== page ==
Michigan

Maritime Museums | Image Gallery

Carferries Of Ludington: (MI) The Careferries of Ludington had its beginning in 1875 with the 175 foot long side-wheeler steamer John Sherman to shuttle grain, packaged freight and passengers between Ludington, Michigan and Sheboygan, Wisconsin. This website recites the historical lore of the Ludington-based fleet and now features the SS Badger christened at Ludington, Michigan in May 1992. It signaled a return of something that had been a colorful and interwoven part of Lake Michigan history for more than a century. The Lake Michigan car ferry was back.

Copper Harbor Lighthouse: (MI) Welcome to the Copper Harbor Lighthouse. A narrated cruise through Copper Harbor's once bustling port takes you to one of Michigan's oldest lighthouses. Restored to its original 1866 beauty overlooking the majesty of Lake Superior, you are met by a staff memeber from the Michigan Dept. of History who will assist you through the interior complete with furnishings from the 1866 era. Please allow one and a half hours for the round-trip tour of the Lighthouse, new Maritime Museum, with easy walking paths leading to more historical artifacts and Michigan's first commercial copper mine site. Ft. Wilkins State Park (Keweenaw County) This was the American frontier in the early 1800's, and briefly the site of this well preserved military outpost. Located near Copper Harbor, at the northern tip of the UP, open even in winter (good snowmobile trails). (906) 289-4215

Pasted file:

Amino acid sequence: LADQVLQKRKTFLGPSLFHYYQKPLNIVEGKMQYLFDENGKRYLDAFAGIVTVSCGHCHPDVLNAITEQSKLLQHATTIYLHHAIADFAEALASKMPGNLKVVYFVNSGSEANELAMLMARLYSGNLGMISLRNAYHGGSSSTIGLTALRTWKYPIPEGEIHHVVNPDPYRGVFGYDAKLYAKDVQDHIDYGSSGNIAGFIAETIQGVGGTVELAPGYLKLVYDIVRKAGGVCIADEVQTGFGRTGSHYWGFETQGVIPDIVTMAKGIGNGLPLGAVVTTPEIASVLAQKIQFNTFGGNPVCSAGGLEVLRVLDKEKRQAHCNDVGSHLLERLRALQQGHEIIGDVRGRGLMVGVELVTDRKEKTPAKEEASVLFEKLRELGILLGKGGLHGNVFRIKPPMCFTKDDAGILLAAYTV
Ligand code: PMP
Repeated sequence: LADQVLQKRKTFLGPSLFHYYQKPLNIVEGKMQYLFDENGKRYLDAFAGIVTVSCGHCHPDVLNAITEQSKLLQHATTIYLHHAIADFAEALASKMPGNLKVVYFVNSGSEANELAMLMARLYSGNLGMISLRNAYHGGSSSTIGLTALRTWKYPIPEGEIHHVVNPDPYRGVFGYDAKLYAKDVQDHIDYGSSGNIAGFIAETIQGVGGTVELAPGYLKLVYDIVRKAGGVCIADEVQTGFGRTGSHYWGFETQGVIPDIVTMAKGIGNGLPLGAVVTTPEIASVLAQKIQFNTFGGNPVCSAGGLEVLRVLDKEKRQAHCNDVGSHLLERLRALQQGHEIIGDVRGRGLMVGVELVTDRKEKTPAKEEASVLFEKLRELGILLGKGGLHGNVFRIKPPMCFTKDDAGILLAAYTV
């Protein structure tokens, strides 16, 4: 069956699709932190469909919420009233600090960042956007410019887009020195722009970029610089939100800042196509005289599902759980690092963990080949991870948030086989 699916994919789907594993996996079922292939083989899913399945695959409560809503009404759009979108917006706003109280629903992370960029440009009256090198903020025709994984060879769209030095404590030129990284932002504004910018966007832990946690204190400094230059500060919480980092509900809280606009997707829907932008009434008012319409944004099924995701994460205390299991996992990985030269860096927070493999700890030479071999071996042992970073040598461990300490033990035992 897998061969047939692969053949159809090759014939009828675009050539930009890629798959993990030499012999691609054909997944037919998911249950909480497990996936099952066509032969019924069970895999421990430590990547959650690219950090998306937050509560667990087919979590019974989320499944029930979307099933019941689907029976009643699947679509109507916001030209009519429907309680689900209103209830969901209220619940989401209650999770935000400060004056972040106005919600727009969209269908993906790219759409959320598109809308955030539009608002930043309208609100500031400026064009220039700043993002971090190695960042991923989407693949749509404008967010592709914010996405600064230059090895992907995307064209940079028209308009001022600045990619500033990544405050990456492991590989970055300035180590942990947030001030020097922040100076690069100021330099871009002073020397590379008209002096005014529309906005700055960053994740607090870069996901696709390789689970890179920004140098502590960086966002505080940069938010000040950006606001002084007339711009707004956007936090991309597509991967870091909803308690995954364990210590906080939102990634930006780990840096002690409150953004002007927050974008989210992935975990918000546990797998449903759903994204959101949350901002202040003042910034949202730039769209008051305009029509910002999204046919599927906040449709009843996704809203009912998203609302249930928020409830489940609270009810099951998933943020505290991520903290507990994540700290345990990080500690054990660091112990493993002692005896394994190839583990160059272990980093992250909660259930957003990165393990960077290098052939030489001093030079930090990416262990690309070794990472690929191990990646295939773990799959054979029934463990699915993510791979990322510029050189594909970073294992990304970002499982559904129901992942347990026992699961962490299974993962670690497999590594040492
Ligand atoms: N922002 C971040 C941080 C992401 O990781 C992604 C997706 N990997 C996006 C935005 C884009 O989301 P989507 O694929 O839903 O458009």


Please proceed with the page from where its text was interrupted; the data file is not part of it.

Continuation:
DeTour Passage Historical Museum: (MI) The DeTour Passage Historical Museum features displays relating to early marine operations, social and governmental activities, pioneer families, Native American history, churches, schools, businesses, and life in the early years of the DeTour area. Prominent among the exhibits is the rare third order classic Fresnel lens which was removed from the DeTour Lighthouse some years ago.